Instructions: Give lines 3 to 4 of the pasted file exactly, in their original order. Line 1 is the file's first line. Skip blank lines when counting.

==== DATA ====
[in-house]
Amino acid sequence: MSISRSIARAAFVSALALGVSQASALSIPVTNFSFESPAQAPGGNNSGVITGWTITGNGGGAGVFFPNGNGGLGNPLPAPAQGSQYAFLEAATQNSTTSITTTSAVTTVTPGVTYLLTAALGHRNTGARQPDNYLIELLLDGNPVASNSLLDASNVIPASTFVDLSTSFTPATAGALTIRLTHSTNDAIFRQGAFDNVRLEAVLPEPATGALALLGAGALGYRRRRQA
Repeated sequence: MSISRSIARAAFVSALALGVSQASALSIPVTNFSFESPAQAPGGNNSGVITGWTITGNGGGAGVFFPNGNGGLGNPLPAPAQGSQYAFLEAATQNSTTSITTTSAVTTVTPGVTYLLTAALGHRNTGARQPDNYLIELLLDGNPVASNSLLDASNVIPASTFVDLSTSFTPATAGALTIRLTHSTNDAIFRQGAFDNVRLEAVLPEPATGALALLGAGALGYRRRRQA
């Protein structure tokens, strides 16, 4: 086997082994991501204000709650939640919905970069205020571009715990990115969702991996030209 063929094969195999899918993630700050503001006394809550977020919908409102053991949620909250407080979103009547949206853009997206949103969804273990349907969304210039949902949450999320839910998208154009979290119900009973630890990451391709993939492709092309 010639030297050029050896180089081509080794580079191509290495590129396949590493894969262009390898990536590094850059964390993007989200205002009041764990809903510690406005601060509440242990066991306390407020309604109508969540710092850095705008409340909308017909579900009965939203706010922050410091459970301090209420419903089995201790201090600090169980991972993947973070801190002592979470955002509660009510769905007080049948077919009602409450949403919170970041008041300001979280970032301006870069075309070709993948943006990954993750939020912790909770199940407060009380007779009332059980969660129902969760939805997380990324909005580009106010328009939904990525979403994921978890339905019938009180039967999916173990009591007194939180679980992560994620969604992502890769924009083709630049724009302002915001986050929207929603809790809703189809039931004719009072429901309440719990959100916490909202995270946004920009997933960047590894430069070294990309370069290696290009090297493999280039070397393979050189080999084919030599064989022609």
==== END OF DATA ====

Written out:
Repeated sequence: MSISRSIARAAFVSALALGVSQASALSIPVTNFSFESPAQAPGGNNSGVITGWTITGNGGGAGVFFPNGNGGLGNPLPAPAQGSQYAFLEAATQNSTTSITTTSAVTTVTPGVTYLLTAALGHRNTGARQPDNYLIELLLDGNPVASNSLLDASNVIPASTFVDLSTSFTPATAGALTIRLTHSTNDAIFRQGAFDNVRLEAVLPEPATGALALLGAGALGYRRRRQA
């Protein structure tokens, strides 16, 4: 086997082994991501204000709650939640919905970069205020571009715990990115969702991996030209 063929094969195999899918993630700050503001006394809550977020919908409102053991949620909250407080979103009547949206853009997206949103969804273990349907969304210039949902949450999320839910998208154009979290119900009973630890990451391709993939492709092309 010639030297050029050896180089081509080794580079191509290495590129396949590493894969262009390898990536590094850059964390993007989200205002009041764990809903510690406005601060509440242990066991306390407020309604109508969540710092850095705008409340909308017909579900009965939203706010922050410091459970301090209420419903089995201790201090600090169980991972993947973070801190002592979470955002509660009510769905007080049948077919009602409450949403919170970041008041300001979280970032301006870069075309070709993948943006990954993750939020912790909770199940407060009380007779009332059980969660129902969760939805997380990324909005580009106010328009939904990525979403994921978890339905019938009180039967999916173990009591007194939180679980992560994620969604992502890769924009083709630049724009302002915001986050929207929603809790809703189809039931004719009072429901309440719990959100916490909202995270946004920009997933960047590894430069070294990309370069290696290009090297493999280039070397393979050189080999084919030599064989022609």